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Less than half of IT organizations today staff the quality assurance (QA) function, yet the skills of a capable IT quality assurance group are essential to improving IT processes in general and application development processes in particular. Quality assurance staff can uncover inconsistencies early in the development cycle, reduce errors, and prevent rework, easily paying its way.
Figure 1 shows that in 2009 only 45% of our sample reported having QA staff. Even in organizations that have dedicated QA personnel, such specialists often include only a few people.
This Research Byte is a summary of our full report, Staffing Ratios for IT Quality Assurance and Testing.
Figure 1 also shows that the percentage of respondents in our survey with in-house QA personnel has remained relatively stable over the past four years. The percentage reporting QA staff has risen slightly from 38% in 2006 to 45% in 2009. It is uncertain whether this represents a significant trend. We can conclude, however, that the percentage of organizations that staff this function has at least remained relatively steady over the period.
We define QA staff as individuals whose job functions entail IT quality assurance, quality control, or testing. Other staff members who perform testing as a component of their job responsibilities (such as unit testing by application programmers) are not included in this category.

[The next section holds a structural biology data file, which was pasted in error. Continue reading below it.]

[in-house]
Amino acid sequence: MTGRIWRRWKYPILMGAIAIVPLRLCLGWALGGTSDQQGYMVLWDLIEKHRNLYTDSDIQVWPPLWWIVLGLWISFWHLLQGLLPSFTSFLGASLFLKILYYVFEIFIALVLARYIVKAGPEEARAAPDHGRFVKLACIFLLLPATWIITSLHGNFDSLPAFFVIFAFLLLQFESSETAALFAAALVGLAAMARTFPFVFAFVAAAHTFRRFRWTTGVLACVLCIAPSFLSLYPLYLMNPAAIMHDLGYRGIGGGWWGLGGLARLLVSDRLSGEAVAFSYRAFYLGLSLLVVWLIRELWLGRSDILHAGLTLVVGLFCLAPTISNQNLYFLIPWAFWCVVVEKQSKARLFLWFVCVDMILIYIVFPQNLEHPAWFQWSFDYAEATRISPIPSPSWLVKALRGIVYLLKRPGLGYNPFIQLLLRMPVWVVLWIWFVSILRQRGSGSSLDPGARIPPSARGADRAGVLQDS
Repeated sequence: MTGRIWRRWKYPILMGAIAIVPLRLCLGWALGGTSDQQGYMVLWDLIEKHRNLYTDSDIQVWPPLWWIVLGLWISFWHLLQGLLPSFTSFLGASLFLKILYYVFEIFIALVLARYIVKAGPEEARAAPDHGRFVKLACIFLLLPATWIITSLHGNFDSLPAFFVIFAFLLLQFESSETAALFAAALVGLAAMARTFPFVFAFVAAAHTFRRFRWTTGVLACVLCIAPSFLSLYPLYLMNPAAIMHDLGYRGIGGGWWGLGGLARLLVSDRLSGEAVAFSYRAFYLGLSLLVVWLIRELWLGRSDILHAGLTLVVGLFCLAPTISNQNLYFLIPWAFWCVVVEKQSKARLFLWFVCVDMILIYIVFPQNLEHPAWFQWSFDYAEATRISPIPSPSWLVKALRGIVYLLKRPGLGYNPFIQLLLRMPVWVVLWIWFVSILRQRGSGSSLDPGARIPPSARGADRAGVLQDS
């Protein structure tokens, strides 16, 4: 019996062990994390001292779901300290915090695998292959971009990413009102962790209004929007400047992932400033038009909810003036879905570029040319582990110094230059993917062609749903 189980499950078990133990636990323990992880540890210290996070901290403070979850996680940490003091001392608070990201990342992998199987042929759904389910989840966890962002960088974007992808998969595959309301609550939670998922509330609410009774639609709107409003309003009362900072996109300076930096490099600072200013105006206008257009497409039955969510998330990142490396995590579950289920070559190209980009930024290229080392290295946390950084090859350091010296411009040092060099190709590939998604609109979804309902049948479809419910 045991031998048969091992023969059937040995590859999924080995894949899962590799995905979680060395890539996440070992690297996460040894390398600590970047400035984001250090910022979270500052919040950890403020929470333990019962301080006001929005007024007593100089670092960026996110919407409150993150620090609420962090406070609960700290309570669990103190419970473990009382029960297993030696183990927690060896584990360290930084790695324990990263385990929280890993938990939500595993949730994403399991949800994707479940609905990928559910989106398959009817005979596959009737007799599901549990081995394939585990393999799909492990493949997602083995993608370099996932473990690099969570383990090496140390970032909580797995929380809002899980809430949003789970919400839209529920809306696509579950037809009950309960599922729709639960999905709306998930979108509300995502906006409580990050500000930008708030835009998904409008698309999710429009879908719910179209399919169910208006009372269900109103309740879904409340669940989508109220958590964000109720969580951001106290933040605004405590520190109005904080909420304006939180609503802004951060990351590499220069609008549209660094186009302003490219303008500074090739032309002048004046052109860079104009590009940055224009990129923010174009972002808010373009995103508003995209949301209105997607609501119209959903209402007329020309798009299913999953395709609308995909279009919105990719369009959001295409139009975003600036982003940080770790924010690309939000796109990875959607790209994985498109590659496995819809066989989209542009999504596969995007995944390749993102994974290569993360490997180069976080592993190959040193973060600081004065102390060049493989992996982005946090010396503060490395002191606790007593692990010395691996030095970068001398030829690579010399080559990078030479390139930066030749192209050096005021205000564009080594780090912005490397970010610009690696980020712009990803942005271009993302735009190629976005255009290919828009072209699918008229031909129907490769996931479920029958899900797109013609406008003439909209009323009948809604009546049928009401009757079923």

The full version of this report, based on a survey of more than 200 IT organizations, provides benchmarks for staffing the QA function. We provide the ratio of QA staff to total IT for the composite sample and by organization size. We also examine the ratio of application developers to QA staff, both for organization size and by level of outsourcing of software development activity. We also examine the four-year trend in QA staffing.
Too often the QA function is viewed within IT as an obstacle to getting work done. Conflict is inevitable. The desire of developers and business managers to meet deadlines and enhance systems, however, needs to be balanced against the need for organizations to ensure quality, reduce waste, and enforce standards. In recent years, the quality and integrity of information systems is being examined more closely because of regulations that address the security and privacy of information. The QA function becomes even more important in light of these requirements.
This Research Byte is a brief overview of our report on this subject, Staffing Ratios for IT Quality Assurance and Testing. The full report is available at no charge for Computer Economics clients, or it may be purchased by non-clients directly from our website (click for pricing).
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